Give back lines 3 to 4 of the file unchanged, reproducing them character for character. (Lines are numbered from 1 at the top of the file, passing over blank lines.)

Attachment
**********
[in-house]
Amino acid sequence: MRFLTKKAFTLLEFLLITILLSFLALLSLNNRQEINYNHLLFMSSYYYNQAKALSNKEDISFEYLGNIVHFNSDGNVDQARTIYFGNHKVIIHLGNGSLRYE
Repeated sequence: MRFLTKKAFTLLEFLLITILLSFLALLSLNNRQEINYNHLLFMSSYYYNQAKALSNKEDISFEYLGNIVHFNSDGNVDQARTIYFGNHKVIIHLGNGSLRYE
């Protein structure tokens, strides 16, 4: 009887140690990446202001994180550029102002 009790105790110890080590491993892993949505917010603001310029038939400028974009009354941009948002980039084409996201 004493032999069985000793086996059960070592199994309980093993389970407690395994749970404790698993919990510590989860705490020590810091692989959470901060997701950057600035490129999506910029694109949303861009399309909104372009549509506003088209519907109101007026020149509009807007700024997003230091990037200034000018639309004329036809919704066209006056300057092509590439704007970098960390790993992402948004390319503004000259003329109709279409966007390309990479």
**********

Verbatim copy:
Repeated sequence: MRFLTKKAFTLLEFLLITILLSFLALLSLNNRQEINYNHLLFMSSYYYNQAKALSNKEDISFEYLGNIVHFNSDGNVDQARTIYFGNHKVIIHLGNGSLRYE
């Protein structure tokens, strides 16, 4: 009887140690990446202001994180550029102002 009790105790110890080590491993892993949505917010603001310029038939400028974009009354941009948002980039084409996201 004493032999069985000793086996059960070592199994309980093993389970407690395994749970404790698993919990510590989860705490020590810091692989959470901060997701950057600035490129999506910029694109949303861009399309909104372009549509506003088209519907109101007026020149509009807007700024997003230091990037200034000018639309004329036809919704066209006056300057092509590439704007970098960390790993992402948004390319503004000259003329109709279409966007390309990479």